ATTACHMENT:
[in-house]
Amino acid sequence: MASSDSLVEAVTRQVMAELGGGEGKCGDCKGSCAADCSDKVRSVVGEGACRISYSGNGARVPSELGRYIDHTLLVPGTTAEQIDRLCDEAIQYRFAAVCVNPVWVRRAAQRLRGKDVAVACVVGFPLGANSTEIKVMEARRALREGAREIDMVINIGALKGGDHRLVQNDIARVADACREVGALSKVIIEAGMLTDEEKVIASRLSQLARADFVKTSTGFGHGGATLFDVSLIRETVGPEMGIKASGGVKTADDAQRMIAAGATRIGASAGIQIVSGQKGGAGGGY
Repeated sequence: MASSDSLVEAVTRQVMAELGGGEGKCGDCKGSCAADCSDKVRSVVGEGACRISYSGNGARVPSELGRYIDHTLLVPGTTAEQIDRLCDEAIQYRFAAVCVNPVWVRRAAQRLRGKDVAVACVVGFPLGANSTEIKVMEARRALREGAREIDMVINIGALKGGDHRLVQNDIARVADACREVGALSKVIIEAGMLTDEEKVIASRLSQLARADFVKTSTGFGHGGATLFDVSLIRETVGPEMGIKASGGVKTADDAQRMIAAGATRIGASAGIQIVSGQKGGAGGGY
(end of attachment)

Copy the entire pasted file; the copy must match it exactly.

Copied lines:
[in-house]
Amino acid sequence: MASSDSLVEAVTRQVMAELGGGEGKCGDCKGSCAADCSDKVRSVVGEGACRISYSGNGARVPSELGRYIDHTLLVPGTTAEQIDRLCDEAIQYRFAAVCVNPVWVRRAAQRLRGKDVAVACVVGFPLGANSTEIKVMEARRALREGAREIDMVINIGALKGGDHRLVQNDIARVADACREVGALSKVIIEAGMLTDEEKVIASRLSQLARADFVKTSTGFGHGGATLFDVSLIRETVGPEMGIKASGGVKTADDAQRMIAAGATRIGASAGIQIVSGQKGGAGGGY
Repeated sequence: MASSDSLVEAVTRQVMAELGGGEGKCGDCKGSCAADCSDKVRSVVGEGACRISYSGNGARVPSELGRYIDHTLLVPGTTAEQIDRLCDEAIQYRFAAVCVNPVWVRRAAQRLRGKDVAVACVVGFPLGANSTEIKVMEARRALREGAREIDMVINIGALKGGDHRLVQNDIARVADACREVGALSKVIIEAGMLTDEEKVIASRLSQLARADFVKTSTGFGHGGATLFDVSLIRETVGPEMGIKASGGVKTADDAQRMIAAGATRIGASAGIQIVSGQKGGAGGGY